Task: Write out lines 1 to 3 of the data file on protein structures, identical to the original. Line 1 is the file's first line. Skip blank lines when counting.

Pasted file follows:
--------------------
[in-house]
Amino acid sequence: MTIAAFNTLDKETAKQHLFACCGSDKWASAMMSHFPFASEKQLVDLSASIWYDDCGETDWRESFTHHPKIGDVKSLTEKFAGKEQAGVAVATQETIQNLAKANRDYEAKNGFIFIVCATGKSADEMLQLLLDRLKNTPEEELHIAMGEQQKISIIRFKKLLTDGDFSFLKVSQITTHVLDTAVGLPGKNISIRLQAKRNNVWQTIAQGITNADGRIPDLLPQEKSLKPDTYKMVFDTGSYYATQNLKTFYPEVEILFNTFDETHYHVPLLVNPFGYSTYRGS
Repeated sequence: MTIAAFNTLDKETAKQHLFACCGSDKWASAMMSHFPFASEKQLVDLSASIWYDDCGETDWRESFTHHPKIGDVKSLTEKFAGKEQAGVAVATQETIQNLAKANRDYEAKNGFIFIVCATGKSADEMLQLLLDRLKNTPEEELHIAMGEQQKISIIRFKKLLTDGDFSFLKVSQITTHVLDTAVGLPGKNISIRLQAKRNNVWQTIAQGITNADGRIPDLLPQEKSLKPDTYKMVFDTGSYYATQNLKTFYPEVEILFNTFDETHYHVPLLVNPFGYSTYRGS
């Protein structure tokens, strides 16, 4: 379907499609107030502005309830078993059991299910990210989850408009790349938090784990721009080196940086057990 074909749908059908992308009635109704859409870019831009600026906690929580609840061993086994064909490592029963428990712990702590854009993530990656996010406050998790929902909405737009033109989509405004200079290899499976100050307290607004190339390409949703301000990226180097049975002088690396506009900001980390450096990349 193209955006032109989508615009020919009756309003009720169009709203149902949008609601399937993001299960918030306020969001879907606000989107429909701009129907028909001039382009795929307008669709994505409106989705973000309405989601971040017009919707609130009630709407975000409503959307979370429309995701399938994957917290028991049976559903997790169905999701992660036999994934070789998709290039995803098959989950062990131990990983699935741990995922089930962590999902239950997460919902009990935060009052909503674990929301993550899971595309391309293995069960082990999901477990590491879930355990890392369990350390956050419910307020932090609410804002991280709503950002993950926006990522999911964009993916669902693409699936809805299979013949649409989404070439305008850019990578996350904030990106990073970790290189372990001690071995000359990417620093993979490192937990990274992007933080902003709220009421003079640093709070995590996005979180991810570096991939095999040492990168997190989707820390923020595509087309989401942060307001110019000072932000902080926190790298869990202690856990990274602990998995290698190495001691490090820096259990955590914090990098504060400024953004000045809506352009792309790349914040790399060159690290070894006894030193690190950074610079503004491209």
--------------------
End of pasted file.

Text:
[in-house]
Amino acid sequence: MTIAAFNTLDKETAKQHLFACCGSDKWASAMMSHFPFASEKQLVDLSASIWYDDCGETDWRESFTHHPKIGDVKSLTEKFAGKEQAGVAVATQETIQNLAKANRDYEAKNGFIFIVCATGKSADEMLQLLLDRLKNTPEEELHIAMGEQQKISIIRFKKLLTDGDFSFLKVSQITTHVLDTAVGLPGKNISIRLQAKRNNVWQTIAQGITNADGRIPDLLPQEKSLKPDTYKMVFDTGSYYATQNLKTFYPEVEILFNTFDETHYHVPLLVNPFGYSTYRGS
Repeated sequence: MTIAAFNTLDKETAKQHLFACCGSDKWASAMMSHFPFASEKQLVDLSASIWYDDCGETDWRESFTHHPKIGDVKSLTEKFAGKEQAGVAVATQETIQNLAKANRDYEAKNGFIFIVCATGKSADEMLQLLLDRLKNTPEEELHIAMGEQQKISIIRFKKLLTDGDFSFLKVSQITTHVLDTAVGLPGKNISIRLQAKRNNVWQTIAQGITNADGRIPDLLPQEKSLKPDTYKMVFDTGSYYATQNLKTFYPEVEILFNTFDETHYHVPLLVNPFGYSTYRGS